Introduction: One of the reasons there has been general dissatisfaction with the service system and its traditional providers is that people served have no control over their lives, including where they live, who lives with them, where and how they spend their days, and who provides their often very intimate support. Services emphasize groups and programs, not individuals. This one-size-fits-all approach rarely works well for people. Nor is an ISP (Individualized Service Plan) the answer: even if “the team” establishes meaningful goals, the details of a person’s life reach far beyond a plan. They encompass how supports are managed and delivered every day, every minute of the day. They require commitment to a positive vision of respect for the person, and for what is possible in all details of the person’s life.

Person-centered support: The term “person-centered” support has been around for a long time. People and providers accept and use the term while engaging daily in policy and practice that not only do not reflect person-centered principles, values and strategies, but also undermine them. The following chart gives some examples of what person-centered support IS and IS NOT:

WHAT PERSON-CENTERED SUPPORT IS

WHAT IT’S NOT

Harry and Ray know each other and agree they’d like to try sharing a home to stretch their financial resources.

Harry and Ray are assigned to two different group homes because each house has a vacant “bed.”

Marie is a loner who loves animals and nature. Her staff assist her to get a job maintaining hiking trails and filling bird feeders at a nature center.

Marie is required to attend a day center, where she is frustrated by the noise of a large group and indoor activities in which she is not interested.

Harry and Ray are invited to meet two applicants for a position in their home. They ask questions and later state which person they prefer. They spend time coming to an agreement. After checking references and other requirements, the provider hires the person they want.

Staff are hired by the provider and rotated through different group homes, depending on staffing needs. Persons served have no say in who works, what the schedule is, and often don’t know who is coming until they arrive.

Sue and Martha share a home. Each has an individualized support plan (ISP) which states her goals and preferences. A staff schedule is developed that works for both. When one staff is absent, the provider sends a trained substitute, known to the person served, who keeps the schedule on track.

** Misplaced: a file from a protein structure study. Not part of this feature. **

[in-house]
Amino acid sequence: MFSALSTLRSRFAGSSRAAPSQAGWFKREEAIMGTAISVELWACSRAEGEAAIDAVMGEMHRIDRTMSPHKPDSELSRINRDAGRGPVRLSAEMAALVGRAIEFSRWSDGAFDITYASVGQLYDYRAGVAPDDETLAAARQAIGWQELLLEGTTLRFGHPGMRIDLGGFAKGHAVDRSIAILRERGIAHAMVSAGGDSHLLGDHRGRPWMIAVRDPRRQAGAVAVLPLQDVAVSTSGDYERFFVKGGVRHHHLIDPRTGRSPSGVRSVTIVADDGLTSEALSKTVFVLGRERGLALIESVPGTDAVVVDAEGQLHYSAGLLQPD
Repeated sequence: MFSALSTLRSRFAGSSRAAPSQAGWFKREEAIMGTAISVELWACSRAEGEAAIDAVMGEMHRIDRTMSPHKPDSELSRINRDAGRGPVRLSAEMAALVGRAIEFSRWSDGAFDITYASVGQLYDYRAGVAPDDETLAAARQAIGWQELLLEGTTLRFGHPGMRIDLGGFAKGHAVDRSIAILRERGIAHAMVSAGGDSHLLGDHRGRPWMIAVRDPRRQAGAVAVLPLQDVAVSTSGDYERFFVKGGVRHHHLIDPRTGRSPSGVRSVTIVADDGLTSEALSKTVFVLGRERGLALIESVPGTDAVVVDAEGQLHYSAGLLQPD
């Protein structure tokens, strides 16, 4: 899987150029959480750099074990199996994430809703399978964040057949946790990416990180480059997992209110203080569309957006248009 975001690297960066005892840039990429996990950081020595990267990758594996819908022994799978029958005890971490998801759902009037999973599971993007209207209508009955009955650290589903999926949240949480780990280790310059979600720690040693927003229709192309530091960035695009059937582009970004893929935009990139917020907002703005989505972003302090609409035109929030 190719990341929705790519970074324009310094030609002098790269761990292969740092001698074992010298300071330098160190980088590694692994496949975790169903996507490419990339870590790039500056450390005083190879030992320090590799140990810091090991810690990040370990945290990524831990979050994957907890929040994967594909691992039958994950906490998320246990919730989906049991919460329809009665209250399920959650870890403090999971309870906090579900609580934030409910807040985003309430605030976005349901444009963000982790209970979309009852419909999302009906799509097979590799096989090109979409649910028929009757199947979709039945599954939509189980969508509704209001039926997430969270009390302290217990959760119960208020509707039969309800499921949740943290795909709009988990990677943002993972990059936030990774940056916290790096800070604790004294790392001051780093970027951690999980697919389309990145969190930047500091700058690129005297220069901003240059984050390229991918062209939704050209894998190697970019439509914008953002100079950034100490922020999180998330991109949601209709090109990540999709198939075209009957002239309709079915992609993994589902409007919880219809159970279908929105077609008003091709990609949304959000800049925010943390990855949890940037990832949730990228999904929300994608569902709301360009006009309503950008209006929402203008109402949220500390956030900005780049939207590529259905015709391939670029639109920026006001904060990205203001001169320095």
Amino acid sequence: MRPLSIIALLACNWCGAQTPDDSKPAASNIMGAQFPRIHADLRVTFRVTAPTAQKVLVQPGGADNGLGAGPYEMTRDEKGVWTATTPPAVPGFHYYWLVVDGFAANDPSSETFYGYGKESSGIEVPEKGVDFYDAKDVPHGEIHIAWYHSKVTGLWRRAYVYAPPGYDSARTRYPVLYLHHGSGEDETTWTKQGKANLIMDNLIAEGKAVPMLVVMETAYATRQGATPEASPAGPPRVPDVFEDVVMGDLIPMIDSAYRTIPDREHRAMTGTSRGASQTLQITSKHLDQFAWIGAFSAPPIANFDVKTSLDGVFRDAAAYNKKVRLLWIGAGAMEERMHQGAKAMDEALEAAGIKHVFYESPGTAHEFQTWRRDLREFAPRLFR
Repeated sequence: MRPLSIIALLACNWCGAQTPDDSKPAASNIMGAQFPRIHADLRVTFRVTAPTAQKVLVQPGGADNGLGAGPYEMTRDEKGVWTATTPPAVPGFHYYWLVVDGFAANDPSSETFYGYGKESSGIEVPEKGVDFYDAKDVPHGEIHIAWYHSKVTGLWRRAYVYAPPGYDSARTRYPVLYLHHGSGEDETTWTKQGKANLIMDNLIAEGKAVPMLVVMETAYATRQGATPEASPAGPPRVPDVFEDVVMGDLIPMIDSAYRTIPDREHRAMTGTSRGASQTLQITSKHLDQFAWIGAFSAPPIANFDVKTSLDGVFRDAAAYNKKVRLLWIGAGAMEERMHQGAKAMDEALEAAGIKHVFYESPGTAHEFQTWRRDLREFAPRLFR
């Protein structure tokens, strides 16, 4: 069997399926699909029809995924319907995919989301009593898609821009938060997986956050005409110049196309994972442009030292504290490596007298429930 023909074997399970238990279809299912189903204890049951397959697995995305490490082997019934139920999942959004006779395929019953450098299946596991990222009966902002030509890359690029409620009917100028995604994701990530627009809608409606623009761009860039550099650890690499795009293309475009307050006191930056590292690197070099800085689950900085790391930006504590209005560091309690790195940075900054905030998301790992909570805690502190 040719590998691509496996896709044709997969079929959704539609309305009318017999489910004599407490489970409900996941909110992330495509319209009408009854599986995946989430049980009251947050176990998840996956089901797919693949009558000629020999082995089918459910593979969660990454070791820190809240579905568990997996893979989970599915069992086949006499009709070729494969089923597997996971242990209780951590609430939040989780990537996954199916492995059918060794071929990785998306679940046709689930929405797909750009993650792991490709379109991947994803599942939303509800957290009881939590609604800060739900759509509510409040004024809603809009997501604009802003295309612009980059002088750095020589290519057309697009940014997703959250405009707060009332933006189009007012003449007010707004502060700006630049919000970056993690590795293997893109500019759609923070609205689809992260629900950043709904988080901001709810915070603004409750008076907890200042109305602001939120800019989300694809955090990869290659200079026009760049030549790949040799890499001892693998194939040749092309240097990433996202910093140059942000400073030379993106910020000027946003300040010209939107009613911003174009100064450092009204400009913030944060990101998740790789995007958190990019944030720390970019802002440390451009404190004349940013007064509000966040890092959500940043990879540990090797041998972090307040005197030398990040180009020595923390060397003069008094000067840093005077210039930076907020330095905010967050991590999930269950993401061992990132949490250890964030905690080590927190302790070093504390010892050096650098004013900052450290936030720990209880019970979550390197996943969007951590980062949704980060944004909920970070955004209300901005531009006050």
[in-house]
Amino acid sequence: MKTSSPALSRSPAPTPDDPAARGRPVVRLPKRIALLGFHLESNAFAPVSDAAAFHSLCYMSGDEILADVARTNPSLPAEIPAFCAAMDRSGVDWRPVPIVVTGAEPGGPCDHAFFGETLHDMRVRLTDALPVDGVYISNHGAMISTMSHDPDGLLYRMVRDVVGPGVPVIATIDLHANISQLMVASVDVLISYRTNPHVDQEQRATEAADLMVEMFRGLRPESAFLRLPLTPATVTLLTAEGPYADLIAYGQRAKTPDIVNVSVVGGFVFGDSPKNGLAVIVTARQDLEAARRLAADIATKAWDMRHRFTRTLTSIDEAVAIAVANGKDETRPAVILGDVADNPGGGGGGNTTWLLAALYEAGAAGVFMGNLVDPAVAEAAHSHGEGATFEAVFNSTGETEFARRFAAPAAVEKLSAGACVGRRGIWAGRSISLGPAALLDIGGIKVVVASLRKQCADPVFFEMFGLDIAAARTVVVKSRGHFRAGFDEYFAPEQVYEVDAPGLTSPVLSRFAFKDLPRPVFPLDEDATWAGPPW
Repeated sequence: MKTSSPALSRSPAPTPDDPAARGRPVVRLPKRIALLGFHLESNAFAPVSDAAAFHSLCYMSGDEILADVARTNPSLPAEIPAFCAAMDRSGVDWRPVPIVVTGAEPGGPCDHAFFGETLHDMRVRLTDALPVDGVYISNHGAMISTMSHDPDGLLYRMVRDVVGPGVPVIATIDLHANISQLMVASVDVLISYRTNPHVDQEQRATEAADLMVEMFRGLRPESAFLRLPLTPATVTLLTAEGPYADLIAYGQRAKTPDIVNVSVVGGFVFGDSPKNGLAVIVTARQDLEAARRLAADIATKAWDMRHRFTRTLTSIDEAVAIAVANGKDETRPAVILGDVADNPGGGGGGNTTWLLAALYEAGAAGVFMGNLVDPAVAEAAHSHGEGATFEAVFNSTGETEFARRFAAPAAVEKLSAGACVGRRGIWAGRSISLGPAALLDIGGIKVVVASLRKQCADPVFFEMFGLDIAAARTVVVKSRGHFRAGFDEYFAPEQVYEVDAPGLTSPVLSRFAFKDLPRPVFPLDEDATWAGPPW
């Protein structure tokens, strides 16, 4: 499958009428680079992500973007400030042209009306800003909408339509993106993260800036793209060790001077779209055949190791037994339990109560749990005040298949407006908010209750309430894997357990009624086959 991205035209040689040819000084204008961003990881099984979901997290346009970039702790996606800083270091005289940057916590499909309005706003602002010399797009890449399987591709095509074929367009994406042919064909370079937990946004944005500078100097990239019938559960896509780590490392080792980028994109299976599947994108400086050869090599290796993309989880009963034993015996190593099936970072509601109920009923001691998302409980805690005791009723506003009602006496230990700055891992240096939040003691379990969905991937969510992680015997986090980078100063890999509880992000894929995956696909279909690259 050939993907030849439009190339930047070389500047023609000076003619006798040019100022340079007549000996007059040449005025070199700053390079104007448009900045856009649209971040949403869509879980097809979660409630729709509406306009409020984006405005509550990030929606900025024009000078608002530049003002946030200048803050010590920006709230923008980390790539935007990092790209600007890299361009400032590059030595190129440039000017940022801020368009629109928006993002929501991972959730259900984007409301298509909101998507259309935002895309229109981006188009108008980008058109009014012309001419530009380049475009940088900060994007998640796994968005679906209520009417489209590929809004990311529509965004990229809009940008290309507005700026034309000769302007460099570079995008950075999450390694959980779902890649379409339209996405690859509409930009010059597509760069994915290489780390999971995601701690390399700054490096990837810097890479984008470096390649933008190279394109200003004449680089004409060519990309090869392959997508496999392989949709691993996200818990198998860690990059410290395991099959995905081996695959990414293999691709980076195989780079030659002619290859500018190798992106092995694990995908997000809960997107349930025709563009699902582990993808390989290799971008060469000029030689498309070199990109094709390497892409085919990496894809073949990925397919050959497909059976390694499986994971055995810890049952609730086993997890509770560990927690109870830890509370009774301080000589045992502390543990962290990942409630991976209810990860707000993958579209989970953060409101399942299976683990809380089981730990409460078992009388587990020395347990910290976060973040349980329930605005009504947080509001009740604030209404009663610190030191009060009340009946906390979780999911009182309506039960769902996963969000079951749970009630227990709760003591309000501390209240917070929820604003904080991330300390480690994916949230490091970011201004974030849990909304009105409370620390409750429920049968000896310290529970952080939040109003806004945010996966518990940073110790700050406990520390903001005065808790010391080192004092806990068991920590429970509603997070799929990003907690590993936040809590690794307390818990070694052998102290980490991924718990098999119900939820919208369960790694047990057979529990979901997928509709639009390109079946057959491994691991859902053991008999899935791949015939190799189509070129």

When one staff is absent or another event disrupts the schedule, one or both person’s plans are canceled  to accommodate the provider. This may mean both stay home, or one person’s schedule is given priority with the other person tagging along. (This may even include a long wait in a doctor’s office.)

Alice rents a home with one other person. When she decides to ask a different provider for services, her current provider works with her and her housemate to design a plan that is agreeable to all

When Alice decides on a different provider, her current provider immediately asks her to move out, even though her name is on the lease.

The Partnership for Community Living believes that ALL services should be person-centered, and that services which are not person-centered are obsolete. Though the current system does not incentivize person-centered support, it does not prevent providers from taking this approach. Both providers and policy makers are challenged to understand this different way of thinking and to reconfigure resources and services to make person-centered services the norm. Much technical assistance and capacity-building are needed before this paradigm shift can occur. Most importantly, people need to move beyond rhetoric and be willing to learn about and embrace the vision of person-centered support, while knowing it will not always be implemented perfectly.